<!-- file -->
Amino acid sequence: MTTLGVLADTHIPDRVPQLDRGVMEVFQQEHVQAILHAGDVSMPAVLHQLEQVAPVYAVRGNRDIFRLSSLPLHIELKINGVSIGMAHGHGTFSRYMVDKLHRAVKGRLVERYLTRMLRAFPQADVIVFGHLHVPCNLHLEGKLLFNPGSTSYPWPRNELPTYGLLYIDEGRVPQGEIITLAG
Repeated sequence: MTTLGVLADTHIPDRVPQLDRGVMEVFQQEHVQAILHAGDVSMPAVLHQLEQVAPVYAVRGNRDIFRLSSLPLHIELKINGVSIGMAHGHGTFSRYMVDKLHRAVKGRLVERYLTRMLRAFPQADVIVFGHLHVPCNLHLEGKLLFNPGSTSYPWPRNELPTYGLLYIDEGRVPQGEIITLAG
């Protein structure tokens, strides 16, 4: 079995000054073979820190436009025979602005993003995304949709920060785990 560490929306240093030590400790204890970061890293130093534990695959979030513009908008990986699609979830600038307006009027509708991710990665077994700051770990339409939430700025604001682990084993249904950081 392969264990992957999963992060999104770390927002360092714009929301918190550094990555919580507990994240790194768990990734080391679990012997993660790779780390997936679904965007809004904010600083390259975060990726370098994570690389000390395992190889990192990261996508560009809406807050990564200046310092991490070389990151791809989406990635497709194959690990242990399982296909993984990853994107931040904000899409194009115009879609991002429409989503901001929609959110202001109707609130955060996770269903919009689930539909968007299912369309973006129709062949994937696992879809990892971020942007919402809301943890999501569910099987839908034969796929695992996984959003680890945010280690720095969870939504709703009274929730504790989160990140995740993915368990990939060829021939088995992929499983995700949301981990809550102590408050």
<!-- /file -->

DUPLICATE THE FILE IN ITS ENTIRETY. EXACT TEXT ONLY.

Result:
Amino acid sequence: MTTLGVLADTHIPDRVPQLDRGVMEVFQQEHVQAILHAGDVSMPAVLHQLEQVAPVYAVRGNRDIFRLSSLPLHIELKINGVSIGMAHGHGTFSRYMVDKLHRAVKGRLVERYLTRMLRAFPQADVIVFGHLHVPCNLHLEGKLLFNPGSTSYPWPRNELPTYGLLYIDEGRVPQGEIITLAG
Repeated sequence: MTTLGVLADTHIPDRVPQLDRGVMEVFQQEHVQAILHAGDVSMPAVLHQLEQVAPVYAVRGNRDIFRLSSLPLHIELKINGVSIGMAHGHGTFSRYMVDKLHRAVKGRLVERYLTRMLRAFPQADVIVFGHLHVPCNLHLEGKLLFNPGSTSYPWPRNELPTYGLLYIDEGRVPQGEIITLAG
């Protein structure tokens, strides 16, 4: 079995000054073979820190436009025979602005993003995304949709920060785990 560490929306240093030590400790204890970061890293130093534990695959979030513009908008990986699609979830600038307006009027509708991710990665077994700051770990339409939430700025604001682990084993249904950081 392969264990992957999963992060999104770390927002360092714009929301918190550094990555919580507990994240790194768990990734080391679990012997993660790779780390997936679904965007809004904010600083390259975060990726370098994570690389000390395992190889990192990261996508560009809406807050990564200046310092991490070389990151791809989406990635497709194959690990242990399982296909993984990853994107931040904000899409194009115009879609991002429409989503901001929609959110202001109707609130955060996770269903919009689930539909968007299912369309973006129709062949994937696992879809990892971020942007919402809301943890999501569910099987839908034969796929695992996984959003680890945010280690720095969870939504709703009274929730504790989160990140995740993915368990990939060829021939088995992929499983995700949301981990809550102590408050």